For reasons known only to the DC brass, The Creeper was re-booted after OYL. Aside from giving Jack Ryder a program which appears to be the left-wing answer to Bill O'Reilly (entitled "You Are Wrong") instead of making him a TV reporter or a newspaperman (as he last appeared in the Superman titles), not much has truly changed for Ryder/ Creeper. Ryder is still a blowhard, the Creeper is still one of the oddest characters in the DCU.

The story basically manages to stretch one issue's worth of paper-thin plot over the first three issues. We're given something about a mutagen and gangsters, which infect Ryder, granting him phenomenal powers and a split personality that makes for some dull thought captions as Ryder/Creeper throws lots of comic book cliches at himself.

There's then beating up of gangsters, and whatnot. And an easily defeated man-monster-thing.

I dropped the series after issue #3. It's a fairly standard origin, and Niles basically fails to make The Creeper funny, scary, or, in any way, interesting.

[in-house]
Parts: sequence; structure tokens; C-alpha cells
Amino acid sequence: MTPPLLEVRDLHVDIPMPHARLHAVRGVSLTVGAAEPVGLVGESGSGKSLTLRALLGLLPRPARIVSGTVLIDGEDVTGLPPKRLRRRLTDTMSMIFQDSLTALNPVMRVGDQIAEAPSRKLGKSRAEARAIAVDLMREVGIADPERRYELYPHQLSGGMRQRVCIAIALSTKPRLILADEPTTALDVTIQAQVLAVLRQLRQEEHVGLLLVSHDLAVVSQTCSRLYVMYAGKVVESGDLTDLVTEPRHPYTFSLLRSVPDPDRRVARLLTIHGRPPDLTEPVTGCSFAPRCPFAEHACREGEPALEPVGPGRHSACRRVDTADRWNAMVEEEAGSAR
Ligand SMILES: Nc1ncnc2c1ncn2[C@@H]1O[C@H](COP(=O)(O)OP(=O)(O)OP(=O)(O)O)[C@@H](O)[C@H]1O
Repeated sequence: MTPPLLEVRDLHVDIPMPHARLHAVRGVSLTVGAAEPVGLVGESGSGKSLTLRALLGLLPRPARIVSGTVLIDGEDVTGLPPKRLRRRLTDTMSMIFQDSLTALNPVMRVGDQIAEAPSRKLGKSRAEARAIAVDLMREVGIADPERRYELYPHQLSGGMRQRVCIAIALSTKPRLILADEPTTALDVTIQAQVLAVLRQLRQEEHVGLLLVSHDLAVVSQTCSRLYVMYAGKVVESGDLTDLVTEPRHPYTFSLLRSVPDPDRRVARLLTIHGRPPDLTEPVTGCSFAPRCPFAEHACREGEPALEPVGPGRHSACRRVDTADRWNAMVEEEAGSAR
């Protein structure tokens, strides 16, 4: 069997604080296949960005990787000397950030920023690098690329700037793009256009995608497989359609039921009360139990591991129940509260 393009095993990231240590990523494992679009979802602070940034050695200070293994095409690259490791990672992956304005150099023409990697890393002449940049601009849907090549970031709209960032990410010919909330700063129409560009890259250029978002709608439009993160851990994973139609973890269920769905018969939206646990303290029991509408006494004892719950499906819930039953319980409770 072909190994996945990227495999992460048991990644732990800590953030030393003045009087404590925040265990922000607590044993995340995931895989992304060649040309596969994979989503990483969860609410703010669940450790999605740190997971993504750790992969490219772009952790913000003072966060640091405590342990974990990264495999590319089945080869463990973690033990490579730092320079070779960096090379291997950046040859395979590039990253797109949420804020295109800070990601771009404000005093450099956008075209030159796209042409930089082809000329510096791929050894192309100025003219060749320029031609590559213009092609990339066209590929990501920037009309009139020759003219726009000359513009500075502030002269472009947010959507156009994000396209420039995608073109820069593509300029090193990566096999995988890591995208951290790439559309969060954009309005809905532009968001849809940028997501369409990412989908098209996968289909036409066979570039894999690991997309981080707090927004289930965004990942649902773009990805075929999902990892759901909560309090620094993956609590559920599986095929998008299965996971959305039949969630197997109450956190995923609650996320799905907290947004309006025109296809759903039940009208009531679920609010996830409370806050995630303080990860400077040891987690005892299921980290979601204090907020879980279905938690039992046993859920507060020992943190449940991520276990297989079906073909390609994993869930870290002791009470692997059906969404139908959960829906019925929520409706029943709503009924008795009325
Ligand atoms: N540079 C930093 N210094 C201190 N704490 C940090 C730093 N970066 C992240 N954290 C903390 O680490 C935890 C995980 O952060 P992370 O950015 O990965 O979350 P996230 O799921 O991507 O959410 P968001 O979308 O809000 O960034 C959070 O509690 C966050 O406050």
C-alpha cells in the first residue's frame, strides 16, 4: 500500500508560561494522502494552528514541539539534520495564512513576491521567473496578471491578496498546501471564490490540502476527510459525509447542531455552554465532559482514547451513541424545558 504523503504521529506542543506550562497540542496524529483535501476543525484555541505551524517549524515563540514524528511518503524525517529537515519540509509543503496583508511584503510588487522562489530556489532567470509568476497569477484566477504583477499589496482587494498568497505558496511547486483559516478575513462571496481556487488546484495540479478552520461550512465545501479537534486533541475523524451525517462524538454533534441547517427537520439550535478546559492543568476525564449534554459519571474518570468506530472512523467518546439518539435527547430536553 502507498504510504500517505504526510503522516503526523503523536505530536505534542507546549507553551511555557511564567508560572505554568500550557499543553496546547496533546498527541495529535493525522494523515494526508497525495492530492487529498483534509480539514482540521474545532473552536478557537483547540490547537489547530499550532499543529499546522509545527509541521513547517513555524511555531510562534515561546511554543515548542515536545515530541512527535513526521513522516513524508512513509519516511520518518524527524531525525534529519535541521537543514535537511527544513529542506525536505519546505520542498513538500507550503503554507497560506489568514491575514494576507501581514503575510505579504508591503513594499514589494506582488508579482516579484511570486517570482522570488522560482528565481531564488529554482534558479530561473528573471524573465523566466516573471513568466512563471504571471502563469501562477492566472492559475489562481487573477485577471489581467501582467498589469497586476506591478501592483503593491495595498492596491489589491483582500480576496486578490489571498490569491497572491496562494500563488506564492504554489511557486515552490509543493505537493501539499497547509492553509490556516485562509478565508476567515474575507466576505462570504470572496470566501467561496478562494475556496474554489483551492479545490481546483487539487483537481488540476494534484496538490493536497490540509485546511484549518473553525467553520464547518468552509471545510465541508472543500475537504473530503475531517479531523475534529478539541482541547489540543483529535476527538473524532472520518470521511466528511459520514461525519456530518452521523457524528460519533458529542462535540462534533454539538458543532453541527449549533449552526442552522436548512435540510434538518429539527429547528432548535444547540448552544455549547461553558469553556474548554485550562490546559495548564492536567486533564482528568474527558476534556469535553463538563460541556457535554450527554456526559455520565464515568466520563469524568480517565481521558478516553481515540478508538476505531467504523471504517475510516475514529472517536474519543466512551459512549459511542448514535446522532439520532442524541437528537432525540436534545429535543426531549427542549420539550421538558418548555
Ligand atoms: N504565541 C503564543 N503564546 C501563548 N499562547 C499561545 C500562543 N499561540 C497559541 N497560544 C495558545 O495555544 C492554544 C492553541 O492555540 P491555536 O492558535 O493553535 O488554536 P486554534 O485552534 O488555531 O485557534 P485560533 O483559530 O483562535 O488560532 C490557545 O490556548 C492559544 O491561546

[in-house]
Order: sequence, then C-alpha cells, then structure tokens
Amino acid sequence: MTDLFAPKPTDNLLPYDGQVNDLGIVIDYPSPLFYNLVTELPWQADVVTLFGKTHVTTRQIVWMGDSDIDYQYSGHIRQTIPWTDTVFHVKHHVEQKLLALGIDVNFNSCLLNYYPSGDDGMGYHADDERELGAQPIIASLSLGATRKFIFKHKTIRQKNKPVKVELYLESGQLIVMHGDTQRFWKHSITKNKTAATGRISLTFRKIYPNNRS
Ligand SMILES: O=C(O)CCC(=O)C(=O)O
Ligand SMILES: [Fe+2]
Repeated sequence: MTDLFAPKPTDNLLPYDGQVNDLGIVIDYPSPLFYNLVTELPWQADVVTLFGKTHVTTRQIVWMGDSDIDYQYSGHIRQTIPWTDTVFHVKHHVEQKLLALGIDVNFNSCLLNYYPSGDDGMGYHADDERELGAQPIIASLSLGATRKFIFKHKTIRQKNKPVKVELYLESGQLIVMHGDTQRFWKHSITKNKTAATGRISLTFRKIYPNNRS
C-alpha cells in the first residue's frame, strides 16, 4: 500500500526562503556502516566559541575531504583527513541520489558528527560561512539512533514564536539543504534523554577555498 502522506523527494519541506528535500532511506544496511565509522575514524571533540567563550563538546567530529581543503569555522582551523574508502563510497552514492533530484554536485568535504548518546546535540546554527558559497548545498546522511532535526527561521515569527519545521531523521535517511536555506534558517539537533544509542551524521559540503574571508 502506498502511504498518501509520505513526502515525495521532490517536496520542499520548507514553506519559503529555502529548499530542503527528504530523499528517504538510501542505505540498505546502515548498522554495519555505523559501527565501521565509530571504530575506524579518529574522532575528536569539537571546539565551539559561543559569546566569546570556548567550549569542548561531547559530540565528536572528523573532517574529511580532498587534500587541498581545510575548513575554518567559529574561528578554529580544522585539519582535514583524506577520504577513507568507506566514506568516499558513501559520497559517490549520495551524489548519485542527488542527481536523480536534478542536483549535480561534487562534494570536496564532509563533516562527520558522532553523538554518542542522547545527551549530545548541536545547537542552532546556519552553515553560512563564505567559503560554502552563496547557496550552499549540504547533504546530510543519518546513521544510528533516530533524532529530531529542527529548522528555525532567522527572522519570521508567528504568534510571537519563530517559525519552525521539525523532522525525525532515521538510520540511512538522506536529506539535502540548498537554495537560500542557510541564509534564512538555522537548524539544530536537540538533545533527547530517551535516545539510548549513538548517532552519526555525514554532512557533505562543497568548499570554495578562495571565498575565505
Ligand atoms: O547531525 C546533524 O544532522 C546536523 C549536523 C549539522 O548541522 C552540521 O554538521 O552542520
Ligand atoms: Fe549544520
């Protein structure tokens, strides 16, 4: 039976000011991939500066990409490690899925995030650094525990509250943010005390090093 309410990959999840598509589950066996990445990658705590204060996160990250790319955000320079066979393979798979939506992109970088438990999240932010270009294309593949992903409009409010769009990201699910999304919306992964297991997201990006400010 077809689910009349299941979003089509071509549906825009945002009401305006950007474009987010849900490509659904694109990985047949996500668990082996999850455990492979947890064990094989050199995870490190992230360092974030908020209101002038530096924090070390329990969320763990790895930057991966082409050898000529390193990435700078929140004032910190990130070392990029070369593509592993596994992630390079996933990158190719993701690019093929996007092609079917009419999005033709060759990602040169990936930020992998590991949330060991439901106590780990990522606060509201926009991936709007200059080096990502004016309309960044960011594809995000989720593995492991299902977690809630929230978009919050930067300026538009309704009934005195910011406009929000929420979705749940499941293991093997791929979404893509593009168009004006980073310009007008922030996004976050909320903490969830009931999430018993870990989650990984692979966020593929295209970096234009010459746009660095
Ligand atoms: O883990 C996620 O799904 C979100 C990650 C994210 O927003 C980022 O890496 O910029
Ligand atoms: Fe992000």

Niles is a popular writer, and Justiniano appears to have been a marquee draw, but this unnecessary relaunch of The Creeper fails to gel, and winds up feeling, in many ways, like one of the X-Treme anti-heroes which saw light in the 90's and mostly didn't survive into the 21st Century.

The "been there, done that" plotting of the series probably wouldn't matter too much if the series had more to offer, but compared to even Chuck Austen's Jack Ryder in the pointless Metropolis mini-series, this Creeper seems remarkably square. Where's the crazy? I get a few sorta-funny lines, but no indication that the Creeper is the resident nutjob of the DCU other than with a protrusion of unsightly red backhair.

There's just not a lot here.

Trials of Shazam

Reader Walt G. wrote in to ask if I would address the Trials of Shazam mini-series currently on the shelf from DC.

I haven't read it.

My reasons are many, and as this post is filed under "commentary" rather than under "review" I feel at liberty to tackle my decision head on.

Since the 1970's relaunch of Shazam!, DC hasn't had a terribly firm grasp on the Captain Marvel franchise. Ordway attempted a mid-90's relaunch, trying to embed Billy Batson a bit more firmly in the DCU, and Captain Marvel has played key parts in team books in the Giffen-Era JLU, and more recently in JSA. Mary Marvel has even made appearances in the Giffen "I Can't Believe It's Not the Justice League" mini's. Moreover, what would Kingdom Come be without Batson/ Captain Marvel?